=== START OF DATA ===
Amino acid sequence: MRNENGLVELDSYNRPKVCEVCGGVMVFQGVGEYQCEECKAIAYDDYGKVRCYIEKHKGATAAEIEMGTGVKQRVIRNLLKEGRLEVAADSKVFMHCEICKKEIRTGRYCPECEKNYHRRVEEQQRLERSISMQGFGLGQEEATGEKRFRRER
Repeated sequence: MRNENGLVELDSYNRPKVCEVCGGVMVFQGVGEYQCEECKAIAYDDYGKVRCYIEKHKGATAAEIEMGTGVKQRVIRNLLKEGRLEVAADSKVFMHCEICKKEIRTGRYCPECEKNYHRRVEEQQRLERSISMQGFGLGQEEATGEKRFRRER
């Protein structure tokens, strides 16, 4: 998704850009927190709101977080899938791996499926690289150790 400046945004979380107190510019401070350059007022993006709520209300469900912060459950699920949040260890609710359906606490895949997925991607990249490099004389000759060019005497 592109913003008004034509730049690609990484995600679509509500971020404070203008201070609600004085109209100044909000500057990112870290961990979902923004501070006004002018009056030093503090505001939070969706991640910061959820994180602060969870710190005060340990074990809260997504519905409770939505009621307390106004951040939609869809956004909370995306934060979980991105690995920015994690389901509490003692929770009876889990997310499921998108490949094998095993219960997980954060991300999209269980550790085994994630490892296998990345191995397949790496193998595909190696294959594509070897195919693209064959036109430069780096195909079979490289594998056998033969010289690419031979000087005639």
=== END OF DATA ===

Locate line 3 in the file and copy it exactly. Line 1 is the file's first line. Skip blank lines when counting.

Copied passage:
């Protein structure tokens, strides 16, 4: 998704850009927190709101977080899938791996499926690289150790 400046945004979380107190510019401070350059007022993006709520209300469900912060459950699920949040260890609710359906606490895949997925991607990249490099004389000759060019005497 592109913003008004034509730049690609990484995600679509509500971020404070203008201070609600004085109209100044909000500057990112870290961990979902923004501070006004002018009056030093503090505001939070969706991640910061959820994180602060969870710190005060340990074990809260997504519905409770939505009621307390106004951040939609869809956004909370995306934060979980991105690995920015994690389901509490003692929770009876889990997310499921998108490949094998095993219960997980954060991300999209269980550790085994994630490892296998990345191995397949790496193998595909190696294959594509070897195919693209064959036109430069780096195909079979490289594998056998033969010289690419031979000087005639």